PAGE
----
Anyway, in honor of mother’s day, why don’t y’all sit down and think about what it would be like to have 17 brothers and sisters. Because if Jim Bob and Michelle Duggar were your parents, you would. The Duggar children range in age from 20 years to 9 months, and all have names starting with the letter J: Joshua, Jana, John-David, Jill, Jessa, Jinger, Joseph, Josiah, Joy-Anna, Jeremiah, Jedidiah, Jason, James, Justin, Jackson, Johannah, and Jana. The name of the fetus has yet to be announced.

The family, naturally, is going to be the subject of a reality show, currently being filmed by Discovery Health. I can’t decide if this will help or hurt my own Duggar-themed one act play.

What’s that? You really want to see a sample of my play? No, I couldn’t… Really no. Oh, fine. I’m so embarrassed. It’s not finished.

Act one (of one), scene six

A phone rings. Jim Bob wades through a crowd of toddlers to answer it.
Jim Bob: Yo?
Michelle (at hospital): Jim Bob, honey, you’re a dad again!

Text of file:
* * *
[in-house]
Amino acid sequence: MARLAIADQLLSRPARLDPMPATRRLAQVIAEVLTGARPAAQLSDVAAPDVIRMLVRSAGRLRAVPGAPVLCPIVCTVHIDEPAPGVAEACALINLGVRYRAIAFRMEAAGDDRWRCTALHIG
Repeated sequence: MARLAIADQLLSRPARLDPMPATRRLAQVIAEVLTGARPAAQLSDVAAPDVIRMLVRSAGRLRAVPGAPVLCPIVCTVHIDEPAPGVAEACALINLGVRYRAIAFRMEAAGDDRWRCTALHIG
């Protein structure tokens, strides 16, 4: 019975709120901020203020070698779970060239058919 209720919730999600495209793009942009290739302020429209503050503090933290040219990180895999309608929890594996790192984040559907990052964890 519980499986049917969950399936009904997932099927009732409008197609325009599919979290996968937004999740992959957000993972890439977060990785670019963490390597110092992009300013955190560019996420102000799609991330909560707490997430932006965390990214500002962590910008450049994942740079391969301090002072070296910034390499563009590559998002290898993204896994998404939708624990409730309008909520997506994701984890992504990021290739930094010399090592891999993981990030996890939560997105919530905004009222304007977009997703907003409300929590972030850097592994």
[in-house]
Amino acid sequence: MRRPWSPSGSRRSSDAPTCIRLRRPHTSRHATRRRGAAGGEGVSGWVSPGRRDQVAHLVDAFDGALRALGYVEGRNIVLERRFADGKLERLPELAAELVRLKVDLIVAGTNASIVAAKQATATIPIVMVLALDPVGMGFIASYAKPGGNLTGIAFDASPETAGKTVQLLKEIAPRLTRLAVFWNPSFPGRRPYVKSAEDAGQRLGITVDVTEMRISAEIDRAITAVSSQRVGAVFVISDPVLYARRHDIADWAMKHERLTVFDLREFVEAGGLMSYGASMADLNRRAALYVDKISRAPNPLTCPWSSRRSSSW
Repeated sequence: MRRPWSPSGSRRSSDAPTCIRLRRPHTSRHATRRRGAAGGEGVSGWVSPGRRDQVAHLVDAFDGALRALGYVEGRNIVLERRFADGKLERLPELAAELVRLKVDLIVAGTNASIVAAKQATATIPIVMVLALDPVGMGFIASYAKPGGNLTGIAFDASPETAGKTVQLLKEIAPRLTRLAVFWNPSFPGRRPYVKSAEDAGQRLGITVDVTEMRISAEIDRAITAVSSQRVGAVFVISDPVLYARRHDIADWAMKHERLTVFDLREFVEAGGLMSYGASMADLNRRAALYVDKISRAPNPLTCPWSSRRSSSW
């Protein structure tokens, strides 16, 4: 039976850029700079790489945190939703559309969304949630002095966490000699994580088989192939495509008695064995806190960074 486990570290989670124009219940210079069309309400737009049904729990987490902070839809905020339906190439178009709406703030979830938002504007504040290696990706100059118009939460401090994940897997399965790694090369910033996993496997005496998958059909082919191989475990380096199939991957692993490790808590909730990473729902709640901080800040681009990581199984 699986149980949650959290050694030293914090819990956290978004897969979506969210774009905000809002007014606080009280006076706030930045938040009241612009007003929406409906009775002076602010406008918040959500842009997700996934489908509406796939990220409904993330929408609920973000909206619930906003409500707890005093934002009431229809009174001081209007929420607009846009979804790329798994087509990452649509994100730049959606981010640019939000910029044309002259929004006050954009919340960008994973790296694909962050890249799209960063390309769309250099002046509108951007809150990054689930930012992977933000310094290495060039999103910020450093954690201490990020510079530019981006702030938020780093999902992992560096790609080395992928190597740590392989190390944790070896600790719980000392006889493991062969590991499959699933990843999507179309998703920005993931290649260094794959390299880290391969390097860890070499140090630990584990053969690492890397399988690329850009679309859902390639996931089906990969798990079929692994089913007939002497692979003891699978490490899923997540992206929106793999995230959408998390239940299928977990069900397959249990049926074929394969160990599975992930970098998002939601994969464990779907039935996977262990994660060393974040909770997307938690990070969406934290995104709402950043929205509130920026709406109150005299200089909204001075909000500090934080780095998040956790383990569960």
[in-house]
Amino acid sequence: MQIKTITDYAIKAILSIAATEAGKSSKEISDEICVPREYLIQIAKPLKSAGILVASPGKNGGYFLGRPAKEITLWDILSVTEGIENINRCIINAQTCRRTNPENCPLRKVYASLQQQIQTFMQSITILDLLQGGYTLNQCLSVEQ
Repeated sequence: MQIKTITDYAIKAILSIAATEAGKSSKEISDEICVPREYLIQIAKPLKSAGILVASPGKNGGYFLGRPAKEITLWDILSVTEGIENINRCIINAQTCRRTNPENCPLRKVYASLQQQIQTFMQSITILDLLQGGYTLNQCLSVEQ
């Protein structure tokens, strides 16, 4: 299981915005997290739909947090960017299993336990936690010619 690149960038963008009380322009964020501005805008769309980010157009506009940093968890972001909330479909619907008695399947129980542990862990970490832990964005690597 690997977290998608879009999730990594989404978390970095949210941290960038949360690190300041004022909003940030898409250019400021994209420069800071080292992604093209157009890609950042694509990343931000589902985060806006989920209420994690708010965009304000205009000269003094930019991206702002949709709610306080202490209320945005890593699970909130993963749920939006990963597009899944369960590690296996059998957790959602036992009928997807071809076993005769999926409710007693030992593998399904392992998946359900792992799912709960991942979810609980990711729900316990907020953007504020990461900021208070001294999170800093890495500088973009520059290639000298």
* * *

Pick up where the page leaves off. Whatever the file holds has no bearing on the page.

Jim Bob: …Great!
Michelle: So?
Jim Bob: So what? I said ‘great’ didn’t I?
Michelle: No, I mean, what should his name be? You said you’d thought of one already.
Jim Bob: Oh, yeah. I have, I have. His name is, uh, John.
Michelle: We already have a John.
Jim Bob: I know that. I was just testing you. You passed.
Michelle: So?
Jim Bob: Right… Juh… Juh… Jing…er?
Michelle: Jinger? Did you say Jinger?
Jim Bob: Yes.
Michelle: ‘Jinger’ is not a name.
Jim bob: Sure it is.

Act one (of one), scene seventeen

Michelle, lying in personal hospital bed: Oh, Jim Bob, we’ve been blessed again! A beautiful baby girl.
Jim Bob: She sure is. Sweet little…
Michelle: Jana.
Jim Bob: Sweet little Jana.
Michelle: You know, J.B., I’ve been pregnant for eleven years of my life, but it’s all worth it when I look at our wonderful, loving family.
Jim Bob: Yeah…
Michelle: …
Jim Bob: So… What did you feel like doing tonight?

The End…?


Two future fathers compare their progress: Hey! They should be in a bar!
Two future fathers compare their progress: Hey! They should be in a bar!Courtesy $4 griz
One Thomas Beatie of Bend, Oregon, claims to be five months pregnant with a baby girl.

A pregnant man… so strange… and yet so familiar. Where have I seen this before?